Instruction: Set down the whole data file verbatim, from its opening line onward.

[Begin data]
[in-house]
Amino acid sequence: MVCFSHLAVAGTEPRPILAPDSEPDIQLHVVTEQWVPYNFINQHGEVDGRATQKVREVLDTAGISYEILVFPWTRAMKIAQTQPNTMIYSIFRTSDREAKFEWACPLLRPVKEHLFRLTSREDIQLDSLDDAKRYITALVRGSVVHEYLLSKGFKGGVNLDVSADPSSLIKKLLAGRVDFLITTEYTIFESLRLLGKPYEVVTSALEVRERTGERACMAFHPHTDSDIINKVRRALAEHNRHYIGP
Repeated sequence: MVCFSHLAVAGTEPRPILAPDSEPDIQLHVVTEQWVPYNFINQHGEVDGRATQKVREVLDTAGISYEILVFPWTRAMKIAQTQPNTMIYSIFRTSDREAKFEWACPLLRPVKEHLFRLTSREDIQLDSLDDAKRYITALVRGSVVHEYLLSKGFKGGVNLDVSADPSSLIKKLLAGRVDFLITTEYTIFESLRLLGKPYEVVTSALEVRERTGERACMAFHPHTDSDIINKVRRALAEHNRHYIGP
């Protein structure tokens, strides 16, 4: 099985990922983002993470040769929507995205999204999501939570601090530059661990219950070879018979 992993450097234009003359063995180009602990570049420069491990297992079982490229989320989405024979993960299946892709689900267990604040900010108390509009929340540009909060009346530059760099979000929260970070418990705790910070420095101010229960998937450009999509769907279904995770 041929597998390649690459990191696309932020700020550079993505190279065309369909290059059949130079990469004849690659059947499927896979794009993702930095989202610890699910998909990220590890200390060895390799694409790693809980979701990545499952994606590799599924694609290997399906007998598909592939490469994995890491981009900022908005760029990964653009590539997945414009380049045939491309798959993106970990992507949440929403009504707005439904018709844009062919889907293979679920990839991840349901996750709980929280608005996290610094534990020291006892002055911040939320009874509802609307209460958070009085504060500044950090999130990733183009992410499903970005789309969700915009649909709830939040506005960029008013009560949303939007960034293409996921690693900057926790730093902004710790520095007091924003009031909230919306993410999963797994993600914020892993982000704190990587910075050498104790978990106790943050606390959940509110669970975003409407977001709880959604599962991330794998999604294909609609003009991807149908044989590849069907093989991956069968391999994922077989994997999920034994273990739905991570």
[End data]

[in-house]
Amino acid sequence: MVCFSHLAVAGTEPRPILAPDSEPDIQLHVVTEQWVPYNFINQHGEVDGRATQKVREVLDTAGISYEILVFPWTRAMKIAQTQPNTMIYSIFRTSDREAKFEWACPLLRPVKEHLFRLTSREDIQLDSLDDAKRYITALVRGSVVHEYLLSKGFKGGVNLDVSADPSSLIKKLLAGRVDFLITTEYTIFESLRLLGKPYEVVTSALEVRERTGERACMAFHPHTDSDIINKVRRALAEHNRHYIGP
Repeated sequence: MVCFSHLAVAGTEPRPILAPDSEPDIQLHVVTEQWVPYNFINQHGEVDGRATQKVREVLDTAGISYEILVFPWTRAMKIAQTQPNTMIYSIFRTSDREAKFEWACPLLRPVKEHLFRLTSREDIQLDSLDDAKRYITALVRGSVVHEYLLSKGFKGGVNLDVSADPSSLIKKLLAGRVDFLITTEYTIFESLRLLGKPYEVVTSALEVRERTGERACMAFHPHTDSDIINKVRRALAEHNRHYIGP
């Protein structure tokens, strides 16, 4: 099985990922983002993470040769929507995205999204999501939570601090530059661990219950070879018979 992993450097234009003359063995180009602990570049420069491990297992079982490229989320989405024979993960299946892709689900267990604040900010108390509009929340540009909060009346530059760099979000929260970070418990705790910070420095101010229960998937450009999509769907279904995770 041929597998390649690459990191696309932020700020550079993505190279065309369909290059059949130079990469004849690659059947499927896979794009993702930095989202610890699910998909990220590890200390060895390799694409790693809980979701990545499952994606590799599924694609290997399906007998598909592939490469994995890491981009900022908005760029990964653009590539997945414009380049045939491309798959993106970990992507949440929403009504707005439904018709844009062919889907293979679920990839991840349901996750709980929280608005996290610094534990020291006892002055911040939320009874509802609307209460958070009085504060500044950090999130990733183009992410499903970005789309969700915009649909709830939040506005960029008013009560949303939007960034293409996921690693900057926790730093902004710790520095007091924003009031909230919306993410999963797994993600914020892993982000704190990587910075050498104790978990106790943050606390959940509110669970975003409407977001709880959604599962991330794998999604294909609609003009991807149908044989590849069907093989991956069968391999994922077989994997999920034994273990739905991570």